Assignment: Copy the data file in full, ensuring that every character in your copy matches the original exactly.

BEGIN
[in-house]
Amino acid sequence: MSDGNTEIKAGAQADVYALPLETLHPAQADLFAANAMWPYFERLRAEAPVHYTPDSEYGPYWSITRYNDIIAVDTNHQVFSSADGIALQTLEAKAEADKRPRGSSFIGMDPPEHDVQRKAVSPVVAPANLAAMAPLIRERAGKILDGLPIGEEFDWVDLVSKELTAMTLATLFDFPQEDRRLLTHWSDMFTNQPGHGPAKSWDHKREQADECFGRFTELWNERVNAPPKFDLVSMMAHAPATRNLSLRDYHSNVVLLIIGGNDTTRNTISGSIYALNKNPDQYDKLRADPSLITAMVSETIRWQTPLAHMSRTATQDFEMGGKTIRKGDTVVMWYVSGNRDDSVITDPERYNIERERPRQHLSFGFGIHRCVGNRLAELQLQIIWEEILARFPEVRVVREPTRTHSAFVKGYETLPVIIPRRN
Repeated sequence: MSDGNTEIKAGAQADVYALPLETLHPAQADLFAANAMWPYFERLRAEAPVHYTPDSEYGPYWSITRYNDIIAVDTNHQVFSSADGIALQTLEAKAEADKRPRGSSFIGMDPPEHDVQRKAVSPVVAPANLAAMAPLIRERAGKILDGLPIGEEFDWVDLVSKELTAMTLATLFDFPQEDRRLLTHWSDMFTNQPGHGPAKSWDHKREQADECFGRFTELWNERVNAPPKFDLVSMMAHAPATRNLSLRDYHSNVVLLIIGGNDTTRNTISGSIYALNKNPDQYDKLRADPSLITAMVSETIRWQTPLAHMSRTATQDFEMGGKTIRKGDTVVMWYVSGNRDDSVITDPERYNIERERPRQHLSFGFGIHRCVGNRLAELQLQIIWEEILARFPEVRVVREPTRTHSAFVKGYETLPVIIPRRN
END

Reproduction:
[in-house]
Amino acid sequence: MSDGNTEIKAGAQADVYALPLETLHPAQADLFAANAMWPYFERLRAEAPVHYTPDSEYGPYWSITRYNDIIAVDTNHQVFSSADGIALQTLEAKAEADKRPRGSSFIGMDPPEHDVQRKAVSPVVAPANLAAMAPLIRERAGKILDGLPIGEEFDWVDLVSKELTAMTLATLFDFPQEDRRLLTHWSDMFTNQPGHGPAKSWDHKREQADECFGRFTELWNERVNAPPKFDLVSMMAHAPATRNLSLRDYHSNVVLLIIGGNDTTRNTISGSIYALNKNPDQYDKLRADPSLITAMVSETIRWQTPLAHMSRTATQDFEMGGKTIRKGDTVVMWYVSGNRDDSVITDPERYNIERERPRQHLSFGFGIHRCVGNRLAELQLQIIWEEILARFPEVRVVREPTRTHSAFVKGYETLPVIIPRRN
Repeated sequence: MSDGNTEIKAGAQADVYALPLETLHPAQADLFAANAMWPYFERLRAEAPVHYTPDSEYGPYWSITRYNDIIAVDTNHQVFSSADGIALQTLEAKAEADKRPRGSSFIGMDPPEHDVQRKAVSPVVAPANLAAMAPLIRERAGKILDGLPIGEEFDWVDLVSKELTAMTLATLFDFPQEDRRLLTHWSDMFTNQPGHGPAKSWDHKREQADECFGRFTELWNERVNAPPKFDLVSMMAHAPATRNLSLRDYHSNVVLLIIGGNDTTRNTISGSIYALNKNPDQYDKLRADPSLITAMVSETIRWQTPLAHMSRTATQDFEMGGKTIRKGDTVVMWYVSGNRDDSVITDPERYNIERERPRQHLSFGFGIHRCVGNRLAELQLQIIWEEILARFPEVRVVREPTRTHSAFVKGYETLPVIIPRRN